Reputable companies aren't always the best investments, says a University of Michigan business researcher.
According to a study by Deniz Anginer, a doctoral student in finance at Michigan's Ross School of Business, stocks of admired companies have lower returns, on average, than stocks of despised companies over the past quarter century.
Anginer and colleagues Meir Statman of Santa Clara University and Kenneth Fisher of Fisher Investments Inc. found that during that time, the mean annualized return of portfolios of despised companies was 17.5 percent—nearly two percentage points higher than the portfolios of admired companies. Adjusting for differences favoring companies in higher-scoring industries, the margin is even greater (about 2.5 percentage points).
"We admire a stock or despise it when we hear its name, whether Google or General Motors, before we think about its price-to-earnings ratio or the growth of its company's sales," Anginer said. "Stocks, like houses, cars, watches and most other products, exude affect, good or bad, beautiful or ugly, admired or despised.
"Investors, however, who were attracted by affect to stocks of admired companies paid for it with lower returns."
The researchers analyzed the stock performance of the 611 companies listed in Fortune magazine's Most Admired Companies from 1983 to 2006. Firms in the top half of the list comprised the admired portfolio (stocks with the highest Fortune scores) and those in the bottom half made up the despised portfolio.
Not only did the bottom half of firms have higher returns than the top half over the period examined, but the returns of the bottom 10 percent (most despised) beat the top 10 percent (most admired) by four percentage points.
Anginer and colleagues say that investors associate a company's quality—perceived or otherwise—with the investment value of its stock, and that investors with positive feelings about a firm may be willing to pay higher prices for its stock, resulting in higher valuations. Further, admired firms tend to have larger market capitalizations.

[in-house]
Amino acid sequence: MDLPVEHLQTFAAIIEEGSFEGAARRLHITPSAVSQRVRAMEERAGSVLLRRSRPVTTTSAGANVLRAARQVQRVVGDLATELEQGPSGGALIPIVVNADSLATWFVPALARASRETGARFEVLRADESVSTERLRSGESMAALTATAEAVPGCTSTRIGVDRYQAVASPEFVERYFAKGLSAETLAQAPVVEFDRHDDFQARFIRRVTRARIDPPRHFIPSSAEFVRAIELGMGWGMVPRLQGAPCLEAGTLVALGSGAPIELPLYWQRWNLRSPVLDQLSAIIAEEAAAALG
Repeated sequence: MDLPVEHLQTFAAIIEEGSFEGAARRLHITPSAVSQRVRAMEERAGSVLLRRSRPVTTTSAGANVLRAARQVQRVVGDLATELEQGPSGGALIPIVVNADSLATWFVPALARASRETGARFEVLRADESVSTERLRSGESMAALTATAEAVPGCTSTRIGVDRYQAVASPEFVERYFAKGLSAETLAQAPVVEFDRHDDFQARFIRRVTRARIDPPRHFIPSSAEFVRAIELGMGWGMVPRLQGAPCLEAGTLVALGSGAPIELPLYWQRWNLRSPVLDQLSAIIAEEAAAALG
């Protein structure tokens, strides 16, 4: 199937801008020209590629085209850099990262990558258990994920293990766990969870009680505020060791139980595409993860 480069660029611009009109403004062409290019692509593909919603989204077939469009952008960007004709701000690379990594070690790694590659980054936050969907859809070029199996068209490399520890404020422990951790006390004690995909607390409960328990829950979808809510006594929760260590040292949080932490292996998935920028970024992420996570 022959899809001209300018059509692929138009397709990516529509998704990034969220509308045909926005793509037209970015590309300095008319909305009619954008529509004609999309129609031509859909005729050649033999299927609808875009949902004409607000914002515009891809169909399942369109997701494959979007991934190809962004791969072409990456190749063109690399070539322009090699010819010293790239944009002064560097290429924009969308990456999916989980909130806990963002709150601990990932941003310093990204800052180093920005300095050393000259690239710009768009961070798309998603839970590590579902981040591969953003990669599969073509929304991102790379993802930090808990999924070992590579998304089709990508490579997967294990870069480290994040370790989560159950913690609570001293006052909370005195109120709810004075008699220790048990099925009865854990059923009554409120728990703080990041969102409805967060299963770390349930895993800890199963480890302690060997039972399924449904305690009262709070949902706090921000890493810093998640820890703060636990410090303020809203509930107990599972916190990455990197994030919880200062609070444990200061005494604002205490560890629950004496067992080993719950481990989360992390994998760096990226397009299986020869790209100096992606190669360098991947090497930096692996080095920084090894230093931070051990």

And savvy investors know that in the long run, putting money in smaller, despised stocks with lower valuations is often better than investing in big, highly valued ones.
"The results are puzzling," Anginer said. "Stocks rated highly on investment value are stocks of large-cap growth companies. Why are such stocks rated highly when the evidence on long-term stock returns indicates that they lag small-cap value stocks?"
While prior research has shown that typical Fortune respondents know how to select winning stocks by obtaining private information from industry insiders, Anginer and colleagues came up with another explanation.
"Our results are inconsistent with the private information hypothesis," Anginer said. "Rather, the typical Fortune respondents are 'noise' traders who believe, wrongly, that good stocks are stocks of good companies."
The researchers caution, however, that over certain time periods, admired companies have performed better than despised firms, and that relative returns from each may vary considerably from year to year or even decade to decade.
Source: University of Michigan
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